The Mongolian government has made a gift of three takhi (Prezewalksi’s horse) to the Japanese government. The takhi will live on grassland at TAMA Zoological Park near Tokyo. The gift expresses thanks for Japan’s “help during hard times” - not sure if that refers to something specific, or if it is just diplomacy.
Look at their stripey manes! Sturdy takhi are believed to be the ancestors of domestic horses today.
Are you all sick of pictures of Mongolian animals wandering in snow yet? Too bad, here’s some takhi (Przewalsi’s Horse) wandering in snow. Photo by Jan Wigsten.
Four takhi (przewalski’s horse or wild horse) were shipped from a Czech zoo to join the wild takhi in Mongolia July 17th. Takhi went extinct in the 60s, but have been reintroduced from zoo populations in Europe and America and are doing well.
Top: peeking out of a shipping container. Source
Bottom: inside the temporary enclosure, getting used to Mongolia’s weather before being let free for good. Source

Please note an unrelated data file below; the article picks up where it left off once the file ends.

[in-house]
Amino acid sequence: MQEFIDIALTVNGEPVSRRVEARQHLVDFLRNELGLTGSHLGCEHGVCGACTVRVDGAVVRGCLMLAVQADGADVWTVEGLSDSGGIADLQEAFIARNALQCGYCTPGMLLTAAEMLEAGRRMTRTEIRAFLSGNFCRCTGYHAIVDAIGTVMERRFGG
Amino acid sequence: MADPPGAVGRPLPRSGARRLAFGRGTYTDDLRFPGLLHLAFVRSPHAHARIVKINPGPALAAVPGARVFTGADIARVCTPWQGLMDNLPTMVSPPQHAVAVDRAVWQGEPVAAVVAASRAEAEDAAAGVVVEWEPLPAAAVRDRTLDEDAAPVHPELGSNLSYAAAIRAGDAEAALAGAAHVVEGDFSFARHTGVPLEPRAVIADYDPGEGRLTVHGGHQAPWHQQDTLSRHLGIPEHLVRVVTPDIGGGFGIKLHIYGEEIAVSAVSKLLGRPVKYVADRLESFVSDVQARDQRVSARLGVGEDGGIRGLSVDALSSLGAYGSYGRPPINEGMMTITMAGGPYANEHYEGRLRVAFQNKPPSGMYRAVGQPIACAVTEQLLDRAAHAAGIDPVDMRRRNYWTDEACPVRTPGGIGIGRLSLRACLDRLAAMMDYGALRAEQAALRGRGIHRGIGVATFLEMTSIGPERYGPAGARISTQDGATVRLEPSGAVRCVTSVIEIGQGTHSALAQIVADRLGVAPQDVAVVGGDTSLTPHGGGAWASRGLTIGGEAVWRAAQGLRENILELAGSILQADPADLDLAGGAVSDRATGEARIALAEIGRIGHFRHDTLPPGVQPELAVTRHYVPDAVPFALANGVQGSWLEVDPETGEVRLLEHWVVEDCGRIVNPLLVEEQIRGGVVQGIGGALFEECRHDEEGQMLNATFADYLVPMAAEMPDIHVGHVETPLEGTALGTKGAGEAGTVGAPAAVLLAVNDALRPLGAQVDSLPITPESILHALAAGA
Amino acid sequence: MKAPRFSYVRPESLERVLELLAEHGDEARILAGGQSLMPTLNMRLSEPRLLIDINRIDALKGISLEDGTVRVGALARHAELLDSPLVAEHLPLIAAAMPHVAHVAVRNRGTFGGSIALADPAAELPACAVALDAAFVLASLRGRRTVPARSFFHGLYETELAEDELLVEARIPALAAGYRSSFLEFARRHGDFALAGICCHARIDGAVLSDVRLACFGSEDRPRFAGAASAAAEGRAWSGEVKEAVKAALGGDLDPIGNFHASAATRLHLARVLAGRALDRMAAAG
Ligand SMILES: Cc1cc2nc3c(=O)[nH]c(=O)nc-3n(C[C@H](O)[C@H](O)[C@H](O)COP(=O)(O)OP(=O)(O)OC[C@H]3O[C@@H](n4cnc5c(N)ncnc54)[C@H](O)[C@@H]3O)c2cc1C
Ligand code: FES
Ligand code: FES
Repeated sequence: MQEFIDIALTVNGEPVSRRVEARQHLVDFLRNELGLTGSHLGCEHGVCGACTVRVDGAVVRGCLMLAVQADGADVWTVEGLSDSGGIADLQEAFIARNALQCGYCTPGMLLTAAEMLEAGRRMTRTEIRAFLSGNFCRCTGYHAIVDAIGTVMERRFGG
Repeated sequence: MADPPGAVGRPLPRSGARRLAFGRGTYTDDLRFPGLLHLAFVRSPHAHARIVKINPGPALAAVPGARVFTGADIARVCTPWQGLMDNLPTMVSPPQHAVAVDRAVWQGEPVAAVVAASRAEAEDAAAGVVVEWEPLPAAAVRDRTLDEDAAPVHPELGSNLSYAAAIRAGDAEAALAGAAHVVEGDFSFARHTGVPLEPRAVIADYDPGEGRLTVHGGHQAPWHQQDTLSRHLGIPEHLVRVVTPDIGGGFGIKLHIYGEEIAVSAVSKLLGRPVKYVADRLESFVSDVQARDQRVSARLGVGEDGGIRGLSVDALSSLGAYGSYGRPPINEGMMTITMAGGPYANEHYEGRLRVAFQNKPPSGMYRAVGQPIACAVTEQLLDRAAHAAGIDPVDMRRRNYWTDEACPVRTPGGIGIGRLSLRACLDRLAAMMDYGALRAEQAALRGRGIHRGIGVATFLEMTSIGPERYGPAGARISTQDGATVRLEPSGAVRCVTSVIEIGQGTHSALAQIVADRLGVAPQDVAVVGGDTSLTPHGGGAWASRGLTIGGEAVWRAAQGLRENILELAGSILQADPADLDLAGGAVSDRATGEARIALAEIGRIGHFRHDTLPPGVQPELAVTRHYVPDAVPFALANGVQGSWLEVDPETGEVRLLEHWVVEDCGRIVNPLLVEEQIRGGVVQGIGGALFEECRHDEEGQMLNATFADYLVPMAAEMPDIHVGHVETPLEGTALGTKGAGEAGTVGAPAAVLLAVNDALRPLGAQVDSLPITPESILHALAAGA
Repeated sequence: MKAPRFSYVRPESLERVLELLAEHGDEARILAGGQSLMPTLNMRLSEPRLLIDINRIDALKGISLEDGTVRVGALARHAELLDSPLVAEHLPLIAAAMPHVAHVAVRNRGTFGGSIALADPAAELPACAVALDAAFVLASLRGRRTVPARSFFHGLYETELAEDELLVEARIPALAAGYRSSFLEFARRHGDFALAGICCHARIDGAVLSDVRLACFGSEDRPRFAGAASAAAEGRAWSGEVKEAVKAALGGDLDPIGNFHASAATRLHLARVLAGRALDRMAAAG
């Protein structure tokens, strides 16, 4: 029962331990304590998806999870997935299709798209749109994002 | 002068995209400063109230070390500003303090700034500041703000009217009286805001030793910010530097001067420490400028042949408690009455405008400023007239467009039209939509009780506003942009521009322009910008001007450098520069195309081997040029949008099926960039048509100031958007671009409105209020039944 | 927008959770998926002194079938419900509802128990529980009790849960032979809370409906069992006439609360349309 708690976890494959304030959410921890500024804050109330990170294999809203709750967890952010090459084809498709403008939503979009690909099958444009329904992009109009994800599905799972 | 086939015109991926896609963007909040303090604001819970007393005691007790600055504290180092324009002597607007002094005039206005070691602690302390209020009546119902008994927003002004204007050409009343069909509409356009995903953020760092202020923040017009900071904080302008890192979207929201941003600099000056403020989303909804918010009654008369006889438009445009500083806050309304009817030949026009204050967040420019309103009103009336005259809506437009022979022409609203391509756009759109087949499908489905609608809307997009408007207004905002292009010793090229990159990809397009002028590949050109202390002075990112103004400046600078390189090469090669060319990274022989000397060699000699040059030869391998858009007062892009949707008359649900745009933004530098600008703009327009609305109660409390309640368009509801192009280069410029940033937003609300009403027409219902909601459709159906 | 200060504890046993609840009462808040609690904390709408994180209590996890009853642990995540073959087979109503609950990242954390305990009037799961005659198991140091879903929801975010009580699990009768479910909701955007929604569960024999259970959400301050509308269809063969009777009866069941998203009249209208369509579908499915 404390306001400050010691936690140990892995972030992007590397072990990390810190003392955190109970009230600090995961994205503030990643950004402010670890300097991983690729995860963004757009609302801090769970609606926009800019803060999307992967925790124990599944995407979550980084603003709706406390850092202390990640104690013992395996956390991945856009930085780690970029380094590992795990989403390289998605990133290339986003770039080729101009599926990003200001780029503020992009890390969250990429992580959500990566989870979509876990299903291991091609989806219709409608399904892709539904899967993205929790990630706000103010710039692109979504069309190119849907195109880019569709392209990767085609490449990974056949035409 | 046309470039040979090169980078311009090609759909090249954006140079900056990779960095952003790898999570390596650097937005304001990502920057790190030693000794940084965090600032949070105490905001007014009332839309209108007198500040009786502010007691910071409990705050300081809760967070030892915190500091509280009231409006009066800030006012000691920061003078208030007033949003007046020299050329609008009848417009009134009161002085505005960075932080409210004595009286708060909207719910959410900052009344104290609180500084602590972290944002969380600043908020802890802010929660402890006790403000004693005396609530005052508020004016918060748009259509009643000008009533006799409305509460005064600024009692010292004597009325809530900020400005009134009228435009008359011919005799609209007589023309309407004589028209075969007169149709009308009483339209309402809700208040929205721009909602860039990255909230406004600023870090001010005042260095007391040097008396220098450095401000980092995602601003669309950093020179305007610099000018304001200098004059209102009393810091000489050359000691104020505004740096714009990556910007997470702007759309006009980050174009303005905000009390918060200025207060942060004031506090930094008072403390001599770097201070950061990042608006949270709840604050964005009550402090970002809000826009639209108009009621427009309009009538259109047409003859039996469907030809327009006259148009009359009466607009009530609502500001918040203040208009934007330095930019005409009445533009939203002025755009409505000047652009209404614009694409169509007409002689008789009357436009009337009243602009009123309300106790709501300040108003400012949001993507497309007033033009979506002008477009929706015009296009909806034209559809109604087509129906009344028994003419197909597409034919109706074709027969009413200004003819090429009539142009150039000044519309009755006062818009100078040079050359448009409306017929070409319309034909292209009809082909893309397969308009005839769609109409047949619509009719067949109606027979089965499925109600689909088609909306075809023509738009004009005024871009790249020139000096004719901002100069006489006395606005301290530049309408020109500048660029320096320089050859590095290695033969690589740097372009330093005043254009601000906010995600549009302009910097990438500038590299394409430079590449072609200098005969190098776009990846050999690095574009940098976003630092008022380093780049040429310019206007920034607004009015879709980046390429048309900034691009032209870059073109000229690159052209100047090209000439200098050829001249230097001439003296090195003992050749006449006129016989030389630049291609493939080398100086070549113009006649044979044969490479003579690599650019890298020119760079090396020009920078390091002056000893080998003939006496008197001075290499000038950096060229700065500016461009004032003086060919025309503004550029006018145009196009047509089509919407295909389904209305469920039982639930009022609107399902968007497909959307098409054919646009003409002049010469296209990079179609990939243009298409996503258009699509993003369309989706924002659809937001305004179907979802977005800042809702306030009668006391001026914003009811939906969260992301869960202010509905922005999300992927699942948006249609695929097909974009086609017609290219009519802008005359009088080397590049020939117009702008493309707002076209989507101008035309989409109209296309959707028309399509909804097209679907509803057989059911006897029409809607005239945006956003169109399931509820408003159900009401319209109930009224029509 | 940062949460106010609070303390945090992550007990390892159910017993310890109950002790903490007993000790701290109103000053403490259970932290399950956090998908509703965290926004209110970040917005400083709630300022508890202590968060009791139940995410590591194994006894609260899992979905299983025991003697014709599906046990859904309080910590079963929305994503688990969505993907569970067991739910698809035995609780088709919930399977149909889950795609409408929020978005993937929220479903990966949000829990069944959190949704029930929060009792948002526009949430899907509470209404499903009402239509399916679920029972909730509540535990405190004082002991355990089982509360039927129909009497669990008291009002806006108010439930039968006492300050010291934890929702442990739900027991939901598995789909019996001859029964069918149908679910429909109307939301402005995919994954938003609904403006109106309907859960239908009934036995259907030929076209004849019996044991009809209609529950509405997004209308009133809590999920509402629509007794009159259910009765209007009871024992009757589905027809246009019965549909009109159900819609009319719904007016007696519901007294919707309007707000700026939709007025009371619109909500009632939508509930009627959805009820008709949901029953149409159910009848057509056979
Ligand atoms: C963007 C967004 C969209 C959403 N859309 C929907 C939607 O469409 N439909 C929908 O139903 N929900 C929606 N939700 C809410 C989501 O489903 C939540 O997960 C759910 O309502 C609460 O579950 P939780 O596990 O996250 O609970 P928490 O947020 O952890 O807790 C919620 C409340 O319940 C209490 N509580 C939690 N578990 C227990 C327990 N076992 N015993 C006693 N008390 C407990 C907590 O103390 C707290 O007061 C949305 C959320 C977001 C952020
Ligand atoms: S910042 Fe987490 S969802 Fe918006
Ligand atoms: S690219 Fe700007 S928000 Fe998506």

June 5th was the 20th anniversary of reintroducing takhi bred in zoos to the wild in Mongolia.
Takhi, wild horses that have never been tamed - most wild horses are feral horses descended from tame horses - went extinct in the wild in the 1960s. Today there are 300 in wild herds in Mongolia, and about a thousand more in zoos around the world, all decended from the last twelve captive takhi in 1950, after Nazi soldiers shot most of the remaining ones on a nature preserve in Ukraine.
In 2005, their classification was changed from “extinct” to “critically endangered” and in 2011 to just “endangered”.
Animal care workers at Hortobagy National Park in Hungary try to catch a takhi (Przewalski’s horse) to be sent to Mongolia to join the wild herd.
The takhi has this expression like “lol, whatever.”
A Mongolian horse with stripey legs.
The stripes come from having a parent or grandparent who is a takhi (Przewalski’s horse, which I probably spelled wrong). The only real wild horses are the takhi in Mongolia, everywhere else, wild horses are just tame horses that escaped and bred. Takhi have never been tamed, but they do sometimes mate with domestic horses.
Photo by Susan Fox, an American wildlife painter who does weekly posts about Mongolia.